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Related to pass on: pass away
euphemism To die. I'm so sorry to hear that your father passed on over the weekend. When I pass on, I don't want an elaborate funeral.
pass on (something)
1. To give, transmit, transfer, or deliver something. The noun or pronoun can also be used between "pass" and "on." Please pass on the book once you're finished with it. Psst! I heard Jenny and Mike are getting back together, pass it on! I think Tommy passed on his stomach bug to me.
2. To bequeath something. The noun or pronoun can also be used between "pass" and "on." My grandfather passed his record collection on to me because he knew I loved old music.
3. To decline or refuse something. I'm sorry, but we had to pass on your application. I'm going to pass on a second helping to save some room for dessert.
Farlex Dictionary of Idioms. © 2015 Farlex, Inc, all rights reserved.
pass someone on (to someone)
to send, hand, or conduct a person to someone else. I passed the baby on to the next admiring relative. She passed on the baby to her aunt.
pass something on
1. Lit. to hand or give something (to another person). Have a piece of toffee and pass the box on. Please pass on this book to the next person on the list.
2. Fig. to tell someone something; to spread news or gossip. Don't pass this on, but Bill isn't living at home any more. I refuse to pass on rumors.
pass something on
(to someone) Go to pass something down (to someone).
pass on someone or something
to accept or approve someone or something. She refused to pass on Ted, so he will not be appointed. The committee passed on the proposal, so work can now begin.
McGraw-Hill Dictionary of American Idioms and Phrasal Verbs. © 2002 by The McGraw-Hill Companies, Inc.
1. See pass away.
2. Transfer something, as in Sign the card and then pass it on to the others, or Grandpa passed his tools on to his favorite grandson. Also see pass the torch.
The American Heritage® Dictionary of Idioms by Christine Ammer. Copyright © 2003, 1997 by The Christine Ammer 1992 Trust. Published by Houghton Mifflin Harcourt Publishing Company. All rights reserved.
1. To transmit or convey something that one has received or acquired to someone else: My boss passed the assignment on to me.
2. To bestow something to someone, especially a younger relative: I intend to pass my wedding ring on to my granddaughter.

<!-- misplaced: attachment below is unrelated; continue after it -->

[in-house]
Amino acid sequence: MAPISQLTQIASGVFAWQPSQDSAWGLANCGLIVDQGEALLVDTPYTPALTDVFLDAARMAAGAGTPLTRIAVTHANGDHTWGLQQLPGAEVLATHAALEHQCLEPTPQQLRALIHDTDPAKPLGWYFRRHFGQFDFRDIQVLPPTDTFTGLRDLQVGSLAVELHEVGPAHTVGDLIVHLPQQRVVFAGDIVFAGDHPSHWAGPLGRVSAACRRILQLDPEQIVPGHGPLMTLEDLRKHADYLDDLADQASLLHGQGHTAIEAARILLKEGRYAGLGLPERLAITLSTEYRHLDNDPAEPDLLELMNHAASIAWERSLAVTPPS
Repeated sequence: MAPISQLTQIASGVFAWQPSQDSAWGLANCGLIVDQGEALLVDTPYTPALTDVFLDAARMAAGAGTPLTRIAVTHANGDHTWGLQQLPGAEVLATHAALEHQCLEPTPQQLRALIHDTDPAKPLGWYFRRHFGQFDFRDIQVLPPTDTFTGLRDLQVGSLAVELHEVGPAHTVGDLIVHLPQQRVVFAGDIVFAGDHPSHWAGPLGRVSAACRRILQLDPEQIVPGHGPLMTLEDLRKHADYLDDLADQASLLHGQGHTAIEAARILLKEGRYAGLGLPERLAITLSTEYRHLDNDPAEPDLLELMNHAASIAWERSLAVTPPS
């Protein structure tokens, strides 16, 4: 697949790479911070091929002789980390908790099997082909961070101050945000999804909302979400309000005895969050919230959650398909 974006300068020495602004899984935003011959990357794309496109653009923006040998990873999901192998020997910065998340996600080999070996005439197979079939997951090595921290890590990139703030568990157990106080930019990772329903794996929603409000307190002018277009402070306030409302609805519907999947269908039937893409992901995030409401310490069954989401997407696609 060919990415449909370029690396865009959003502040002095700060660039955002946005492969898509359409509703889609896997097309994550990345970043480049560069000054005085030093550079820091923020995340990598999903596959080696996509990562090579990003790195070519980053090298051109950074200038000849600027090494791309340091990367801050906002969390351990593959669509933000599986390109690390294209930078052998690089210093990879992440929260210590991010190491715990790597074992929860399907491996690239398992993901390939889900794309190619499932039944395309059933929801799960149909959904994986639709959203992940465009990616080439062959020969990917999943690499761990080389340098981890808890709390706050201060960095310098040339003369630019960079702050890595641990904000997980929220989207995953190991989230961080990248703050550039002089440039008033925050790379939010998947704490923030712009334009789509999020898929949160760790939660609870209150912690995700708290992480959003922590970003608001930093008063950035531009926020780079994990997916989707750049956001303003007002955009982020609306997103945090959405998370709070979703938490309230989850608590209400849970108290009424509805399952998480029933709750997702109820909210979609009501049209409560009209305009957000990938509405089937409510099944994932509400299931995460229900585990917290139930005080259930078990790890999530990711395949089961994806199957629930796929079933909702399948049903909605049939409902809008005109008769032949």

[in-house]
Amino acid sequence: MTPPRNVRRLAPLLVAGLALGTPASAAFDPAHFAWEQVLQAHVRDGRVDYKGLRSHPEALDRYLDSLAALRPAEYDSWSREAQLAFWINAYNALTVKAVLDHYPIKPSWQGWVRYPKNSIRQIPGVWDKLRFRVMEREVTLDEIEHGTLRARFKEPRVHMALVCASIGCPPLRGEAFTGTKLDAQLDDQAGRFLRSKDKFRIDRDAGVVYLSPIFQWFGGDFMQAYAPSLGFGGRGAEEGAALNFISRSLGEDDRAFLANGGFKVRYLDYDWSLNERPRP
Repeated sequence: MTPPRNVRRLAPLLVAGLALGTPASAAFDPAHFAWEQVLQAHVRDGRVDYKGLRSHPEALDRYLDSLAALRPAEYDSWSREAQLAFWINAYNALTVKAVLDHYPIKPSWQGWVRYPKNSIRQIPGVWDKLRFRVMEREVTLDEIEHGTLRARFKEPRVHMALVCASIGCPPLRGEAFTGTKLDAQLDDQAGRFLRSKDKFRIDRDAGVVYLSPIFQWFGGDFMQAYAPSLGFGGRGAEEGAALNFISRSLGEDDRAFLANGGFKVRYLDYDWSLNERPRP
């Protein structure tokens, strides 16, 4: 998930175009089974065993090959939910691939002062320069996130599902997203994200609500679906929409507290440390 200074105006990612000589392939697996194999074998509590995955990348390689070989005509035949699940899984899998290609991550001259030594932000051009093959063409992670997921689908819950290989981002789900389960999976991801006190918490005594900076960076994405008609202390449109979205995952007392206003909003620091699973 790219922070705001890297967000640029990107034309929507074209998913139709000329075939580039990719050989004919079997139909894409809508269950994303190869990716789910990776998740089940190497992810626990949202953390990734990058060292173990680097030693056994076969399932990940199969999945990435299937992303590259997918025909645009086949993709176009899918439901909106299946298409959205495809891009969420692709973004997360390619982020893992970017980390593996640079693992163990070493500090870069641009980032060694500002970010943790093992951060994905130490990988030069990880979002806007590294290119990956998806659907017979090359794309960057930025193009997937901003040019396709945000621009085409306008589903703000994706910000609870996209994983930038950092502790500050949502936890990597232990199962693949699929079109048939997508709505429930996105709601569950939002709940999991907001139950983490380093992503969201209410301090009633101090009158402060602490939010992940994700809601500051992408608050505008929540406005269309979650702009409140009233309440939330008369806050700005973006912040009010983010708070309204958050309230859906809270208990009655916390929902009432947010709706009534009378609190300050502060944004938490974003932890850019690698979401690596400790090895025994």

3. To convey some item of information that one has received or acquired to someone else: Please pass on any important information to me. I passed the news on to the neighbors.
4. To transmit some disease or sickness to someone: The child passed on the cold to the whole family. Don't go to work with a bad cold, or you'll pass it on to everyone else.
5. To give something to someone else, especially after having used or partaken of it: Could you pass the book on to me after you've read it? Take one cupcake from the tray and pass it on.
6. To die: At the age of 92, he passed on.
7. To refuse something politely; decline something: I passed on going to the movie with my friends because I was feeling sick.
The American Heritage® Dictionary of Phrasal Verbs. Copyright © 2005 by Houghton Mifflin Harcourt Publishing Company. Published by Houghton Mifflin Harcourt Publishing Company. All rights reserved.
1. n. a passing grade or mark on a test. (Compare this with fail.) This is my third pass this semester.
2. in. to decline something; to decline to participate in something. I’ll have to pass. I am not prepared.
3. n. an act of declining something. Can I have a pass on that one? There is nothing I can do.
4. n. a sexual advance or invitation. (Usually with make.) When he made a pass at me, he got a pass right back.
5. tv. to succeed in spending counterfeit money; to succeed in cashing a bad check. He was arrested for passing bad checks.
McGraw-Hill's Dictionary of American Slang and Colloquial Expressions Copyright © 2006 by The McGraw-Hill Companies, Inc. All rights reserved.